President George W Bush led expressions of dismay saying he was "shocked and saddened" by the shooting rampage that left at least 33 dead and many more wounded at a university in Virginia.

VIDEO: mobile phone footage

"Schools should be places of safety, and sanctuary, and learning. When that sanctuary is violated, the impact is felt in every American classroom and every American community," President Bush said in a brief statement.

Chilling anniversary

The massacre came almost eight years to the day after the shootings at Columbine High School, Colorado, in which 15 people were killed, and six months after six people including the gunman died at an Amish school in Pennsylvania.

"Since these killings, we've done nothing as a country to end gun violence in our schools and communities," Paul Helmke, president of the Brady Campaign to Prevent Gun Violence, said in a statement.

"If anything, we've made it easier to access powerful weapons," he said. "It is long overdue for us to take some common-sense actions to prevent tragedies like this from continuing to occur."

Virginia's governor, Timothy Kaine, was cutting short a visit to Japan and said "it is difficult to comprehend senseless violence on this scale."

University president Charles Steger said they had received expressions of sympathy from around the world, but Gerard Toal, a professor at Virginia Tech, said the incident would deeply affect the staff and more than 28,000 students.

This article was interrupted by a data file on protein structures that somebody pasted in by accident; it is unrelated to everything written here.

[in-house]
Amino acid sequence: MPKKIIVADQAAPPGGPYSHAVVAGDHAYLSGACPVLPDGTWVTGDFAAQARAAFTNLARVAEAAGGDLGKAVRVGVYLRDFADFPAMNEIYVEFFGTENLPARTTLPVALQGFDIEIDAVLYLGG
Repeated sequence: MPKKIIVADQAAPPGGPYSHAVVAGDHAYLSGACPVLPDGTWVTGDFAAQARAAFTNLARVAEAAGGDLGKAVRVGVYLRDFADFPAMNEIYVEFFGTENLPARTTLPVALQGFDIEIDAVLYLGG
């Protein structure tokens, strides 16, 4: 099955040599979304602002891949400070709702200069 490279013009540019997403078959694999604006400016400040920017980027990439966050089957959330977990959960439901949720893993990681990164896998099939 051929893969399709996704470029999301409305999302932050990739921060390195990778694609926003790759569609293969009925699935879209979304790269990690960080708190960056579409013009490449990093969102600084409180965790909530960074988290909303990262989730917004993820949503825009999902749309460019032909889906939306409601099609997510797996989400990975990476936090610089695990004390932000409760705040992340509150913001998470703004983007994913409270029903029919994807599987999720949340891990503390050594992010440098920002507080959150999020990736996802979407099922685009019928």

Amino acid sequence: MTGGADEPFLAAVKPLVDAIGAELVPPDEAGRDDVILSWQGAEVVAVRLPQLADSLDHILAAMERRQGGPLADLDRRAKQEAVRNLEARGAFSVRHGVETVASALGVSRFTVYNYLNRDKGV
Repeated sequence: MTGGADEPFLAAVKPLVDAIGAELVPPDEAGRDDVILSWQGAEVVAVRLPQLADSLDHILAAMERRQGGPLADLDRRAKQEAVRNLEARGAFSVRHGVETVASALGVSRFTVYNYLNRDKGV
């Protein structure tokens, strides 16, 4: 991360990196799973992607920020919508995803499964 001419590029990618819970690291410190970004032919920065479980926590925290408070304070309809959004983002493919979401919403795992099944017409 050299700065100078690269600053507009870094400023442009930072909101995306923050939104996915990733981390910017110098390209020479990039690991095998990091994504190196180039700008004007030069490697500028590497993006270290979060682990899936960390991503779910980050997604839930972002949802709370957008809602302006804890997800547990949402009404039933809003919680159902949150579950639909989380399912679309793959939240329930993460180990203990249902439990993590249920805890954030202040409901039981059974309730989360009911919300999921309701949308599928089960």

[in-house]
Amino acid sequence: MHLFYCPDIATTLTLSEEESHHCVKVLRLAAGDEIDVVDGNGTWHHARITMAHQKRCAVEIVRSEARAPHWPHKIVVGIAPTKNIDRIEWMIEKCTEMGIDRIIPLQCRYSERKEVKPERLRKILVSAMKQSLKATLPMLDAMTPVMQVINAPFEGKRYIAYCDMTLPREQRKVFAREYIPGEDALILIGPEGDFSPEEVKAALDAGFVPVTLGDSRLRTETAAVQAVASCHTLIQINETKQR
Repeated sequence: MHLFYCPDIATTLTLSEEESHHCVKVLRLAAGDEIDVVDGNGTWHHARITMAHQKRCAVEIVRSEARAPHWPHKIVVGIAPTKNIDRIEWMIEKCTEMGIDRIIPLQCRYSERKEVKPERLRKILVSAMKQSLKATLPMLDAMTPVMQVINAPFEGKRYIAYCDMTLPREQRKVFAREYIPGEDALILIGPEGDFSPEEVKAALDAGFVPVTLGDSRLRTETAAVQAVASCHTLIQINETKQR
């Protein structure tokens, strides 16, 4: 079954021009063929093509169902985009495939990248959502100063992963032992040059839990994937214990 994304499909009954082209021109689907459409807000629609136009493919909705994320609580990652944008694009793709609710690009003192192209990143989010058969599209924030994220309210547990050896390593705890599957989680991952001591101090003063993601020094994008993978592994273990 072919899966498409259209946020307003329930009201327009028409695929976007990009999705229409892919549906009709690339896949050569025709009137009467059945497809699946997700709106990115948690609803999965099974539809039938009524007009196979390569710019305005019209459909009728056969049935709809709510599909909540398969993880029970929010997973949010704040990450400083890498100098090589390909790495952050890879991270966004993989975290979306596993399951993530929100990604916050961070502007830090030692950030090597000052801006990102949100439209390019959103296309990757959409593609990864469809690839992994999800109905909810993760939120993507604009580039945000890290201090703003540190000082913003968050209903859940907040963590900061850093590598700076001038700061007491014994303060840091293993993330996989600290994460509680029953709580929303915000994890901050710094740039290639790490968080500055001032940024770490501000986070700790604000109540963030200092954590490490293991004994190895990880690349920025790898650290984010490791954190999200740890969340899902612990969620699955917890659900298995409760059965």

"This is a profound event obviously and it's one that will shake at the core of the university," he said.

Campus 'gun culture' blamed

The shooting came ahead of the busy exam season, when many students struggled to cope. "There's a lot of pressure on people, we're all feeling the pressure," he said. "Obviously the scale of this is shocking."

"You're dealing with the state of Virginia where there is a strong gun culture and you're dealing with a campus environment," he said. "There are lots of guns around on campus because there is a corps of cadets."

Virginia Tech is one of a few universities with a military training program.

California Governor Arnold Schwarzenegger said the "horror this unprecedented carnage inflicts on our entire nation is unfathomable" as students in the University of Miami prepared to hold a candlelight vigil on Wednesday for the victims.

Tighter gun control urged

Ladd Everitt of the Coalition to Stop Gun Violence said such shootings cast a dark shadow over the entire country.

"We still live in a society where gun violence is an overriding concern," he said. "We've had a series of these high-profile, very violent shootings that have taken a lot of victims."

His organisation campaigns for "sensible" gun laws, focusing on closing loopholes that allow people to get hold of weapons without background checks.

Helen Stubbs, associate director of the Higher Education Centre, which helps schools tackle violence and drugs on campus, said it was difficult for campuses to have watertight security because they were often so spread out.

US High schools, which often feature metal detectors at entrances, were more contained environments where security could be better monitored, she said.

Ian Ehrenberg, whose company Nice Vision specialises in school surveillance systems, said the shooting proved that there was insufficient security on some school campuses.

"I expect colleges and campuses in the US to increase their security systems after this horrible incident," he said.